I was having a conversation with a bright young woman in her 20s, when she asked me what the ’60s were like. This is one of the reasons I wrote my memoir, Groovin’: Horses, Hopes, and Slippery Slopes. I wanted people to be able to taste the freedom we hippies experienced during that amazing period.
A lot about that era has appeared in print and media, but most of it deals with the unrest: the political climate, the Vietnam War, civil rights, and feminism. There’s also a profusion of material that reflects on the music scene. Even though those elements influenced our lives, there’s more to the ‘60s than the revolutionary components.
Those of us early to the hippie scene experienced a wonderful love-based brotherhood. If you were a traveler and needed food or shelter, you were welcomed by like-minded youth as a matter of course. As a group of free-thinking, deep-feeling individuals exploring a unique new paradigm, an effortless bond existed.
Unfortunately, the purity of our scene was short-lived. Media coverage attracted a less conscious element, lusting after drugs and free-love—spoiling the integrity of the movement.
Many other elements of the ’60s are rarely mentioned.
It was a whole lot easier to survive back then. Of course, wages were lower, but if you were content with a simple life, you could work for a week or two and live for months without breaking a sweat. In 1969, I bought a ’55 Chevy pickup truck for $150 and my carpenter buddies built a primo camper on it—just for the heck of it. And with gas averaging 29¢ a gallon, I could roam the country in my house on wheels for a very small sum.
It’s hard to imagine today, but our national parks and forests were free to the public. With much less traffic on the roads, you could pull into a campground, find an empty spot, and camp as long as you wanted—and it didn’t cost a cent!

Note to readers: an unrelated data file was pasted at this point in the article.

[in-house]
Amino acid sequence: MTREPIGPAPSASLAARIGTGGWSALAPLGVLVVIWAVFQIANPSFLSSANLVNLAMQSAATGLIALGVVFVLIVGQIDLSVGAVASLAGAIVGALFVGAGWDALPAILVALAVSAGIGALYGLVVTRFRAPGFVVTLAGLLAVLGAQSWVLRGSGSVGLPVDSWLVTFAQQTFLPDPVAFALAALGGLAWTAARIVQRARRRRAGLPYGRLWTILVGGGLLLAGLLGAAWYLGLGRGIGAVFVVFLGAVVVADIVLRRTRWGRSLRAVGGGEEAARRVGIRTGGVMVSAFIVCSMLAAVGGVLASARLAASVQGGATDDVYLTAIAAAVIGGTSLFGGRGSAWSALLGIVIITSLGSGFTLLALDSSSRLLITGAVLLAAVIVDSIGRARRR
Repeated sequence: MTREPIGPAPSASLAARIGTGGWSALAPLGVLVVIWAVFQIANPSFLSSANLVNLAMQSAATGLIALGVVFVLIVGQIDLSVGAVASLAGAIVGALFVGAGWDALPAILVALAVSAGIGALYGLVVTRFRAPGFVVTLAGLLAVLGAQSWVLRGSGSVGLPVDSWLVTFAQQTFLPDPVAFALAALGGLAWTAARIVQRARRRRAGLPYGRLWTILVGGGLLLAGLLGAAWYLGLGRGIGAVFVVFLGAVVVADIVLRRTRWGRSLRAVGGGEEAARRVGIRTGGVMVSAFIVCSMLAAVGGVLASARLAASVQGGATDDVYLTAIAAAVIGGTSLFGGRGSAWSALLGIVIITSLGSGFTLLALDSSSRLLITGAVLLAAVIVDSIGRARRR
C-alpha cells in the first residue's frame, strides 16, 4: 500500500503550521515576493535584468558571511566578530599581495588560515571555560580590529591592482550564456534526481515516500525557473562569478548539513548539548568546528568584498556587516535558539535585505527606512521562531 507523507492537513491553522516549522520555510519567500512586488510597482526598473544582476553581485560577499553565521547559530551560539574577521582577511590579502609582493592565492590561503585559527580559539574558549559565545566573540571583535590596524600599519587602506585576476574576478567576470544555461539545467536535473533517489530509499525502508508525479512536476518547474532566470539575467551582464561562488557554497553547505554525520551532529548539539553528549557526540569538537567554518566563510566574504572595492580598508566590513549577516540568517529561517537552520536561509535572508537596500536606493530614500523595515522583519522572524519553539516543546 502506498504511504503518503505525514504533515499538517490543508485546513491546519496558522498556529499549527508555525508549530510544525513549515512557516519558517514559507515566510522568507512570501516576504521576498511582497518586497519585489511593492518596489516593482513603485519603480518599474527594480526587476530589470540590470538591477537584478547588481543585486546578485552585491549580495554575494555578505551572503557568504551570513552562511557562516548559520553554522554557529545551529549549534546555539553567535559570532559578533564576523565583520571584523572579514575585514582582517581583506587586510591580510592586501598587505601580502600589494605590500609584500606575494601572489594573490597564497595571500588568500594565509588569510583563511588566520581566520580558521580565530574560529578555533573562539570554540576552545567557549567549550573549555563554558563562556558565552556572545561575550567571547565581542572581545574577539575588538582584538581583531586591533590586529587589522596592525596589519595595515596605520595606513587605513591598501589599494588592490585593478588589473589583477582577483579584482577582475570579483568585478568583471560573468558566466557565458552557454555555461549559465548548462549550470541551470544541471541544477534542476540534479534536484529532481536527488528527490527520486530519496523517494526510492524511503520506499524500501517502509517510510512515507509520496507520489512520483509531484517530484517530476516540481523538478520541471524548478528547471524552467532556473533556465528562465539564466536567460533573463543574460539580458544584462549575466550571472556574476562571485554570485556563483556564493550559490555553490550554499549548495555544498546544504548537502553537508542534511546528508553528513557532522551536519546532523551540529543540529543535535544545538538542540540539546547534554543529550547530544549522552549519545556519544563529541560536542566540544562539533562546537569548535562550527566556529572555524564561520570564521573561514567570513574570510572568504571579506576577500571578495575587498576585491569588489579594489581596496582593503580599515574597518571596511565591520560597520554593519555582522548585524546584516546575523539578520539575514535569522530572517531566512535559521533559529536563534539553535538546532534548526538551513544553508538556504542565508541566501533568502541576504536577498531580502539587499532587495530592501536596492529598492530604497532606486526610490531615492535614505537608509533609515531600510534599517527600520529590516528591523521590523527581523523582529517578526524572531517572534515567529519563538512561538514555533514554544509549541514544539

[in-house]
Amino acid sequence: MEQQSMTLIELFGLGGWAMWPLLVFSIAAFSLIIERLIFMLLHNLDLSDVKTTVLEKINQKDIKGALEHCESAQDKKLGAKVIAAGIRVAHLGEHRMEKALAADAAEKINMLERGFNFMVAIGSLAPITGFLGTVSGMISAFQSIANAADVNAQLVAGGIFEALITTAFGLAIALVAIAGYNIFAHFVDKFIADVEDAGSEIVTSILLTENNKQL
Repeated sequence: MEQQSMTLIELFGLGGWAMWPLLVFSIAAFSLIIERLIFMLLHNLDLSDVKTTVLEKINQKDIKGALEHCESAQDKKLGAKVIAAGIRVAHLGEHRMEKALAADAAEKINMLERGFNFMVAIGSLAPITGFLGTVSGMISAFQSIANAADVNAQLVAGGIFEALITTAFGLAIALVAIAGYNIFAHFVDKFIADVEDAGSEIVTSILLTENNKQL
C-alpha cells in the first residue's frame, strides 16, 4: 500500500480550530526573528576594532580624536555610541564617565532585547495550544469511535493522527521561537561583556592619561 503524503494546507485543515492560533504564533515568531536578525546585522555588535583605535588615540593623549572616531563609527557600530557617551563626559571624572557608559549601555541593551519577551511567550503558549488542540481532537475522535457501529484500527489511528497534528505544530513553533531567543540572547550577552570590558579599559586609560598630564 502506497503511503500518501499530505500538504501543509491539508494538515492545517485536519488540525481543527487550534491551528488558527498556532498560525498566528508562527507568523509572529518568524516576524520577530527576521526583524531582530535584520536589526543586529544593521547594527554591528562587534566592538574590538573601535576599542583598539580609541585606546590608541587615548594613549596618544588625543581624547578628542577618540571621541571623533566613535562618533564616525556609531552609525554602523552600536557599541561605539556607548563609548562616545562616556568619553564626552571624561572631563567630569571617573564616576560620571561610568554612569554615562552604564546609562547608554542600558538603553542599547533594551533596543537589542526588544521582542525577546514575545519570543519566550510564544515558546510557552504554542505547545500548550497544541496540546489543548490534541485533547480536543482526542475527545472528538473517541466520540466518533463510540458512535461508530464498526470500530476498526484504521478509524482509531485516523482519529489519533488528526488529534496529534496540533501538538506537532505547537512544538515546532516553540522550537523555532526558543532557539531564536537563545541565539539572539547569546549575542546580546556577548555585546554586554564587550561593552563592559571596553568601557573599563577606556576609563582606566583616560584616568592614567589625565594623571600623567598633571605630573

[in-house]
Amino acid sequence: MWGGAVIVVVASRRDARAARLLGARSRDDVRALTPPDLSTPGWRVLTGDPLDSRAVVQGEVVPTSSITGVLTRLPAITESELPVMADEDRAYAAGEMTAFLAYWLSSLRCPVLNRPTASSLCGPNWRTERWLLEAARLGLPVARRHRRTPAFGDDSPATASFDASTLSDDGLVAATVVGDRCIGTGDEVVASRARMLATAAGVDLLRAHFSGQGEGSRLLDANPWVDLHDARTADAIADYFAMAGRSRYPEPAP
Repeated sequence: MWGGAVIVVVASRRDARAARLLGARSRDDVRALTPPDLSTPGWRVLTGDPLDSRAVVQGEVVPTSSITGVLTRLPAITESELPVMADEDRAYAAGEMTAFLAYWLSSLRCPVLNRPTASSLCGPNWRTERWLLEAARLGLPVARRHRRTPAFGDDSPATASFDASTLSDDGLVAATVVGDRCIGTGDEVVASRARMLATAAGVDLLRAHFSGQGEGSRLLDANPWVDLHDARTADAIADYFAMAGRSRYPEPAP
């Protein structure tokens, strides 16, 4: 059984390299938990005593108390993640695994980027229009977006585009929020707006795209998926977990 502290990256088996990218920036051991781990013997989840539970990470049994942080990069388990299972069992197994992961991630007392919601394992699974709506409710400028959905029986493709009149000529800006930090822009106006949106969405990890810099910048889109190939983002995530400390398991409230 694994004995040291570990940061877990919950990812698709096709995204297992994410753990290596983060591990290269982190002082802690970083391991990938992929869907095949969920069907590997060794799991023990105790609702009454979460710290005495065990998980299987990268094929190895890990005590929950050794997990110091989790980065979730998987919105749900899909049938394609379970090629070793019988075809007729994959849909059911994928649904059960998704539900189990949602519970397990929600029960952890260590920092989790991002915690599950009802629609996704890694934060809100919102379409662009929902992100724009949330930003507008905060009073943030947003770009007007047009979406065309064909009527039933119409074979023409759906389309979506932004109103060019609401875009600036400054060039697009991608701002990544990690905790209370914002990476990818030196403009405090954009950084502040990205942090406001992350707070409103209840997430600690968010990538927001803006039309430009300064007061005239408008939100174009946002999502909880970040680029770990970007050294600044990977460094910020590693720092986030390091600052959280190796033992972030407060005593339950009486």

A quick stroll around any campground put you in touch with others of your kind. It was common for wandering long-hairs to congregate at supper time, sharing whatever they had to offer. If you didn’t have food to put on the table, you contributed a good tale, a tune, an intoxicant, or simply some quality company.
We were family and we took care of one another.
In the ’60s, wildlife, birds, and insects were plentiful and our waterways and oceans were more pristine. I had a personal kinship with monarch butterflies and used to see them everywhere. Now it's rare to spot one in most parts of our country.
I remember the excitement of the first Earth Day. It signified a new awareness aimed at protecting our environment. Now, nearly 50 years later, it's sad to see how little we’ve done to preserve our planet’s precious gifts.
I was lucky to have grown up when I did and fortunate to have participated in a remarkable counterculture. Though it’s not impossible today, it was far easier to thrive as a free spirit back when I was a youth. Despite the challenges, I’m glad to report that there are plenty of hippie-minded souls out there (both young and old) still kicking up their heels.
And I’m grateful that most still sing the same song—one of inclusion, love, peace, and harmony.
Soon you'll be able to enjoy Trippin’: Roads, Rails, and Mountain Trails FREE. That’s right. It’s my way of thanking readers who have enjoyed my true-life (sometimes outrageous) hippie adventures. Each chapter of the sequel to my award-winning memoir, Groovin’: Horses, Hopes, and Slippery Slopes, will be delivered directly to your inbox. Sign up here.
When we celebrated Earth Day last month (April 22), it brought back memories of my first Earth Day celebration in 1970.
It was an optimistic time, but I never guessed that it would become an annual event—a yearly reminder of the need to do our small part to preserve the health of our planet. And none of us had a clue how much damage mankind would impart upon the earth in the upcoming five decades.
“One word: plastics!” This was the career advice that a middle-aged neighbor gave Dustin Hoffman in the 1967 movie The Graduate.
I’m sure people made their fortune producing and marketing the popular man-made substance. But no one back then could have imagined the devastating consequence to our environment. It’s no wonder that the 2018 Earth Day theme was End Plastic Pollution.